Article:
Cutting out smoking, getting regular exercise and eating a healthy diet are all part of avoiding the risks of heart disease. One of the biggest causes of death is cardiac disease, but while some factors such as age, and family history are not avoidable, people can change their lifestyle choices.
The use of tobacco is one of the most important risk factors for the development of heart disease, according to the Mayo Clinic. Chemicals lurking in tobacco can harm the blood vessels and heart, causing the arteries to narrow and leading to atherosclerosis. This condition can lead to a heart attack. The carbon monoxide present in cigarette smoke takes the place of some oxygen in the blood stream. Even smokeless tobacco and so-called light cigarettes are dangerous, as is second-hand smoke exposure. When people do quit, though, their risk of heart disease decreases almost to that of a non-smoker in approximately five years.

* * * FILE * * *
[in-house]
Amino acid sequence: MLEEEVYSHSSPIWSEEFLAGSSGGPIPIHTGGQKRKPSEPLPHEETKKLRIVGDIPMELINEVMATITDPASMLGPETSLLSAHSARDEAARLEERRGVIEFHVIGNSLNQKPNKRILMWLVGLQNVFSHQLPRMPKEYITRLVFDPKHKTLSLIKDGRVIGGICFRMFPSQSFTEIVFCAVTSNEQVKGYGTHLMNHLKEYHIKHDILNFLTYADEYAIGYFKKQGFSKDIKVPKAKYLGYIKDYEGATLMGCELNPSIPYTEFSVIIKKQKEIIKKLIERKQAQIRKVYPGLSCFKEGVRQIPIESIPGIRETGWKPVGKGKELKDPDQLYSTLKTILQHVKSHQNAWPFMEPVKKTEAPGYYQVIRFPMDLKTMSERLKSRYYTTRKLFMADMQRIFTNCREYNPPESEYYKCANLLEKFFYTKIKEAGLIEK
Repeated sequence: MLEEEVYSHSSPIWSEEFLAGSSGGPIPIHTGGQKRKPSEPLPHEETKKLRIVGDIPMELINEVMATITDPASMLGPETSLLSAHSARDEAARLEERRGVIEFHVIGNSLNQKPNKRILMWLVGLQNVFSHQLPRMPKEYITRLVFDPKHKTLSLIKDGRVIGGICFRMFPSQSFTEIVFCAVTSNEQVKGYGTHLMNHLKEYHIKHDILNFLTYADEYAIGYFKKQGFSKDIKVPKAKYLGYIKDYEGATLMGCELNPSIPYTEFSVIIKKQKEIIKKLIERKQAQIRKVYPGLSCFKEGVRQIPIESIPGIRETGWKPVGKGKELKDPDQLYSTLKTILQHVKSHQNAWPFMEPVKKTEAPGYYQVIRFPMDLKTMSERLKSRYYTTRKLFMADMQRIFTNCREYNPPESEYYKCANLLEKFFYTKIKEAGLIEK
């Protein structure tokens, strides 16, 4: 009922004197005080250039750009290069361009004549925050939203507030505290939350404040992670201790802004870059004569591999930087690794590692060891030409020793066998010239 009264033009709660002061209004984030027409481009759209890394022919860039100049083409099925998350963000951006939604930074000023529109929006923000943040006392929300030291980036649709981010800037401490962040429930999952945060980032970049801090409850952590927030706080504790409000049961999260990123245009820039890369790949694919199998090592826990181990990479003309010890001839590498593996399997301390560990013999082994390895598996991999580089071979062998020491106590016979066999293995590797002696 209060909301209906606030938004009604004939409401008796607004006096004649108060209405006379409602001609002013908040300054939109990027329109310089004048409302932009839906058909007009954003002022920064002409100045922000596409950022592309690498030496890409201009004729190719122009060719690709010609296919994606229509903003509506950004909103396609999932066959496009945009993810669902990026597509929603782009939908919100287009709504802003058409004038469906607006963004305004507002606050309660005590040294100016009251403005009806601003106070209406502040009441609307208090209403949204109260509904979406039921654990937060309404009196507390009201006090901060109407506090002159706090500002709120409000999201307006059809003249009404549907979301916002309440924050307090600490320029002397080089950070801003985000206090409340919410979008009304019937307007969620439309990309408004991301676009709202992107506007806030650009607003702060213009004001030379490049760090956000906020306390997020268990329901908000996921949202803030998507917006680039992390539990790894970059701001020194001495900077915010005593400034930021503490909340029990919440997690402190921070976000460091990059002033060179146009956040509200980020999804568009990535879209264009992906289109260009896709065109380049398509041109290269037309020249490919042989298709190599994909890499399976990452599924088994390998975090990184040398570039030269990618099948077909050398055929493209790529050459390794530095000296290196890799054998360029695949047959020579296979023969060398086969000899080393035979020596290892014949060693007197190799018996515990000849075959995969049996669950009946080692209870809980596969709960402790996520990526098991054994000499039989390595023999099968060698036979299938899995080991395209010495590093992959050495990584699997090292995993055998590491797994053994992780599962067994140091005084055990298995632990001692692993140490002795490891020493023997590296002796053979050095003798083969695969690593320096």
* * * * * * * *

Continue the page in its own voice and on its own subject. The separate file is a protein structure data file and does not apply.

Getting 30 to 60 minutes of moderately intense physical activity at least four days a week is ideal for reducing the risk of heart disease. Exercise helps with weight control and reduces the likelihood of developing conditions that can stress the heart, such as diabetes, high cholesterol and hypertension.
Making vegetables, fruits and whole grains the focus of your diet also protects the heart from disease. Low-fat protein sources such as lean chicken and some types of fish also cut the likelihood of heart disease. Eliminating saturated fats such as red meat and trans fats in deep-fried foods and packaged bakery products is crucial for heart health.